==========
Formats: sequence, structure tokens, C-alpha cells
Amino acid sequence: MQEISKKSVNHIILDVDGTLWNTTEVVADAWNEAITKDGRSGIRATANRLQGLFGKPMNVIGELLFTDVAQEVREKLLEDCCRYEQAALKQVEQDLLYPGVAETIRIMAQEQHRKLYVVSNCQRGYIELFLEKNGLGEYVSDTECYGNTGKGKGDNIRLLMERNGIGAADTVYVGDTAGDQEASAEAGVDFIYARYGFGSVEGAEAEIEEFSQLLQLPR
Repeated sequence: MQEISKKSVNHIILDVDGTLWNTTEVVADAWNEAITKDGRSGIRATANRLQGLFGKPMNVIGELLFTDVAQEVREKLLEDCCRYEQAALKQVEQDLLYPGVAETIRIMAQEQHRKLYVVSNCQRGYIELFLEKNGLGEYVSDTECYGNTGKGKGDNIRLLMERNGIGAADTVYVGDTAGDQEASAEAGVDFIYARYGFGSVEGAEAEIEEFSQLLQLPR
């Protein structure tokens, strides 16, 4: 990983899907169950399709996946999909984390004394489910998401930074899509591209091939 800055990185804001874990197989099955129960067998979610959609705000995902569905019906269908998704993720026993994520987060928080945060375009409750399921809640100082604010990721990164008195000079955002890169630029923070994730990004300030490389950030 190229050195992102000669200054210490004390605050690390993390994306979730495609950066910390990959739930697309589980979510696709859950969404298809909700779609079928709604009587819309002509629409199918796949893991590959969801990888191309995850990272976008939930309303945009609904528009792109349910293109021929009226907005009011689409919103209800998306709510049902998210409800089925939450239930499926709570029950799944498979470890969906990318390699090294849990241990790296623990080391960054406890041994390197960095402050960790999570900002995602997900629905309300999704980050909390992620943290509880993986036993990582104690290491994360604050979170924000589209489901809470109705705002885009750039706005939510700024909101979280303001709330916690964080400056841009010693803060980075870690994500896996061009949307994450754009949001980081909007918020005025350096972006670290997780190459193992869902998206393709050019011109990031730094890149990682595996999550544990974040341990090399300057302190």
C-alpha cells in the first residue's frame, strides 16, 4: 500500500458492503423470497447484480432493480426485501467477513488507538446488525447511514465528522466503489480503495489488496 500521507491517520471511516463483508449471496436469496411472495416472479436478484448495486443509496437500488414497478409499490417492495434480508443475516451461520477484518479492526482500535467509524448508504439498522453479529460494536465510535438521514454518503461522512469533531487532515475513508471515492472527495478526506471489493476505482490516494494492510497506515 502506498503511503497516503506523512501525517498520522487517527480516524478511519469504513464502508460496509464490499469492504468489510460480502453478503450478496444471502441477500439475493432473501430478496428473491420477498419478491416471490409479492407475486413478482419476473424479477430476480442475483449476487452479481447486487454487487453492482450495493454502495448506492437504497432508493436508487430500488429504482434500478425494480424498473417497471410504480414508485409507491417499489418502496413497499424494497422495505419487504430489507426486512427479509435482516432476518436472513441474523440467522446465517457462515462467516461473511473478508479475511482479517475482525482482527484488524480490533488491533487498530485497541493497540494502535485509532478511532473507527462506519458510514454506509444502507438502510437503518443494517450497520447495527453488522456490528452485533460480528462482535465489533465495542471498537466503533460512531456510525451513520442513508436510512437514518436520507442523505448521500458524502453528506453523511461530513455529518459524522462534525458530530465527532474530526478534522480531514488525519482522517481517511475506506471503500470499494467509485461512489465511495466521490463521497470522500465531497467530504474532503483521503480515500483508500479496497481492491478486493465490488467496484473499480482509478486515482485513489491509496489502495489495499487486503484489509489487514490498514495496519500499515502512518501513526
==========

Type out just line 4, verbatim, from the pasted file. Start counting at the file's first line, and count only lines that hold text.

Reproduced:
């Protein structure tokens, strides 16, 4: 990983899907169950399709996946999909984390004394489910998401930074899509591209091939 800055990185804001874990197989099955129960067998979610959609705000995902569905019906269908998704993720026993994520987060928080945060375009409750399921809640100082604010990721990164008195000079955002890169630029923070994730990004300030490389950030 190229050195992102000669200054210490004390605050690390993390994306979730495609950066910390990959739930697309589980979510696709859950969404298809909700779609079928709604009587819309002509629409199918796949893991590959969801990888191309995850990272976008939930309303945009609904528009792109349910293109021929009226907005009011689409919103209800998306709510049902998210409800089925939450239930499926709570029950799944498979470890969906990318390699090294849990241990790296623990080391960054406890041994390197960095402050960790999570900002995602997900629905309300999704980050909390992620943290509880993986036993990582104690290491994360604050979170924000589209489901809470109705705002885009750039706005939510700024909101979280303001709330916690964080400056841009010693803060980075870690994500896996061009949307994450754009949001980081909007918020005025350096972006670290997780190459193992869902998206393709050019011109990031730094890149990682595996999550544990974040341990090399300057302190």